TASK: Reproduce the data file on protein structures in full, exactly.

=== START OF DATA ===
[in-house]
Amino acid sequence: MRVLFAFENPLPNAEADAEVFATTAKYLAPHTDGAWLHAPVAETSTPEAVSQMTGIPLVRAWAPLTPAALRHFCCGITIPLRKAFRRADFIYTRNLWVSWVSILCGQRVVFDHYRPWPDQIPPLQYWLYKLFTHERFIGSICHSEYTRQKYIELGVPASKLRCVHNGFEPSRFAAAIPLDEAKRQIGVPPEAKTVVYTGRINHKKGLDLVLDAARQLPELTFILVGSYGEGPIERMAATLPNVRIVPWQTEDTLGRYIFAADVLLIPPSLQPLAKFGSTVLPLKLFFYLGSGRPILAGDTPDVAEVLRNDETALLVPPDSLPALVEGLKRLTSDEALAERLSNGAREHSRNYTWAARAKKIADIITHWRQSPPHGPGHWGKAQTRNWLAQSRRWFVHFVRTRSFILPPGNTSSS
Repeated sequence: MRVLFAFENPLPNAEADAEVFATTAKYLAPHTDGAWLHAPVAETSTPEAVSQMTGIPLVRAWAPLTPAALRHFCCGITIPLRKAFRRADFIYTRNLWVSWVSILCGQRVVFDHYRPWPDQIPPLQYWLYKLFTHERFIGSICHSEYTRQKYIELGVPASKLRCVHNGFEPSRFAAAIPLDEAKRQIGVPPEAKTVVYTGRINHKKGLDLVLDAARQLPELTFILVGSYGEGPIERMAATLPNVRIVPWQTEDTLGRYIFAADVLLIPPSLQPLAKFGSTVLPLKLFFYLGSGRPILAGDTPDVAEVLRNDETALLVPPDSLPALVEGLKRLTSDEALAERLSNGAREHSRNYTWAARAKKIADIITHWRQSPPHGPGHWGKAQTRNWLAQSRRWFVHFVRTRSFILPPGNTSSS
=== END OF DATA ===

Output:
[in-house]
Amino acid sequence: MRVLFAFENPLPNAEADAEVFATTAKYLAPHTDGAWLHAPVAETSTPEAVSQMTGIPLVRAWAPLTPAALRHFCCGITIPLRKAFRRADFIYTRNLWVSWVSILCGQRVVFDHYRPWPDQIPPLQYWLYKLFTHERFIGSICHSEYTRQKYIELGVPASKLRCVHNGFEPSRFAAAIPLDEAKRQIGVPPEAKTVVYTGRINHKKGLDLVLDAARQLPELTFILVGSYGEGPIERMAATLPNVRIVPWQTEDTLGRYIFAADVLLIPPSLQPLAKFGSTVLPLKLFFYLGSGRPILAGDTPDVAEVLRNDETALLVPPDSLPALVEGLKRLTSDEALAERLSNGAREHSRNYTWAARAKKIADIITHWRQSPPHGPGHWGKAQTRNWLAQSRRWFVHFVRTRSFILPPGNTSSS
Repeated sequence: MRVLFAFENPLPNAEADAEVFATTAKYLAPHTDGAWLHAPVAETSTPEAVSQMTGIPLVRAWAPLTPAALRHFCCGITIPLRKAFRRADFIYTRNLWVSWVSILCGQRVVFDHYRPWPDQIPPLQYWLYKLFTHERFIGSICHSEYTRQKYIELGVPASKLRCVHNGFEPSRFAAAIPLDEAKRQIGVPPEAKTVVYTGRINHKKGLDLVLDAARQLPELTFILVGSYGEGPIERMAATLPNVRIVPWQTEDTLGRYIFAADVLLIPPSLQPLAKFGSTVLPLKLFFYLGSGRPILAGDTPDVAEVLRNDETALLVPPDSLPALVEGLKRLTSDEALAERLSNGAREHSRNYTWAARAKKIADIITHWRQSPPHGPGHWGKAQTRNWLAQSRRWFVHFVRTRSFILPPGNTSSS